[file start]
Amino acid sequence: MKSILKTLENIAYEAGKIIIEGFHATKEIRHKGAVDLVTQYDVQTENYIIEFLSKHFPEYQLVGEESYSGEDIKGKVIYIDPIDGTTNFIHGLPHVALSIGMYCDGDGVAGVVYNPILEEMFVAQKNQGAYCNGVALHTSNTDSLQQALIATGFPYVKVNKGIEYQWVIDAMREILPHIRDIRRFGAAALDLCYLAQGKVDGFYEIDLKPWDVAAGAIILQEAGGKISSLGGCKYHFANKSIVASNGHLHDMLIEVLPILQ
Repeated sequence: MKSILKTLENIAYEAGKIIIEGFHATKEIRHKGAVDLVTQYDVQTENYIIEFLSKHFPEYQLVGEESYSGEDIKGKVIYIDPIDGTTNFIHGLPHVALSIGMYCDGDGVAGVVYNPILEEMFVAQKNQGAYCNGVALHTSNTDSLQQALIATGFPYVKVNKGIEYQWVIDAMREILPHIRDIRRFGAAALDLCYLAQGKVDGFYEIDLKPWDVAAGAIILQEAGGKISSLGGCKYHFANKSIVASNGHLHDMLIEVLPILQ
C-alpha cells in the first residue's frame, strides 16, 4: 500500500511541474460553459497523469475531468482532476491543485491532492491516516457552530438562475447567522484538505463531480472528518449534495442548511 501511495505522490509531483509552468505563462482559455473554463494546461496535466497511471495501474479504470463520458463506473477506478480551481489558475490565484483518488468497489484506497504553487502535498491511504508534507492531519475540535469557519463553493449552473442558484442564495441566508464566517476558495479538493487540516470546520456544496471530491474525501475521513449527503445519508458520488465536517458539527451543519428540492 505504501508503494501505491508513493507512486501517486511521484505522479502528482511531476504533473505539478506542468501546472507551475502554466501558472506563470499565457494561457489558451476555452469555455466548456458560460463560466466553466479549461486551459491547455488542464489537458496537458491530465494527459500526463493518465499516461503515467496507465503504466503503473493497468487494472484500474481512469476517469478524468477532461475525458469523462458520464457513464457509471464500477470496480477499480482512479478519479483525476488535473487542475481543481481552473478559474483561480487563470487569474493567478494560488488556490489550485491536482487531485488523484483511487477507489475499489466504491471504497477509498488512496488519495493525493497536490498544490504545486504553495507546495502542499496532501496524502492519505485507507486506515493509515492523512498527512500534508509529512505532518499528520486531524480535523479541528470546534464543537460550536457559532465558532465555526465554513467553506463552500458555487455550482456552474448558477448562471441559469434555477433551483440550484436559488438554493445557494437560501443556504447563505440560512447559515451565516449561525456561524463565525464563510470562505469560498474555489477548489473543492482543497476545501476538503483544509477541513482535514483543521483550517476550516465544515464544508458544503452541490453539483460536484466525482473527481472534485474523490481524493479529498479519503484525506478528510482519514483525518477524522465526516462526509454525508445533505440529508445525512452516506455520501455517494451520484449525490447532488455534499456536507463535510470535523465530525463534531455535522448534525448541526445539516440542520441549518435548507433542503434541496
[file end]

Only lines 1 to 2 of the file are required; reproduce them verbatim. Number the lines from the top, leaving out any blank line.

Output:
Amino acid sequence: MKSILKTLENIAYEAGKIIIEGFHATKEIRHKGAVDLVTQYDVQTENYIIEFLSKHFPEYQLVGEESYSGEDIKGKVIYIDPIDGTTNFIHGLPHVALSIGMYCDGDGVAGVVYNPILEEMFVAQKNQGAYCNGVALHTSNTDSLQQALIATGFPYVKVNKGIEYQWVIDAMREILPHIRDIRRFGAAALDLCYLAQGKVDGFYEIDLKPWDVAAGAIILQEAGGKISSLGGCKYHFANKSIVASNGHLHDMLIEVLPILQ
Repeated sequence: MKSILKTLENIAYEAGKIIIEGFHATKEIRHKGAVDLVTQYDVQTENYIIEFLSKHFPEYQLVGEESYSGEDIKGKVIYIDPIDGTTNFIHGLPHVALSIGMYCDGDGVAGVVYNPILEEMFVAQKNQGAYCNGVALHTSNTDSLQQALIATGFPYVKVNKGIEYQWVIDAMREILPHIRDIRRFGAAALDLCYLAQGKVDGFYEIDLKPWDVAAGAIILQEAGGKISSLGGCKYHFANKSIVASNGHLHDMLIEVLPILQ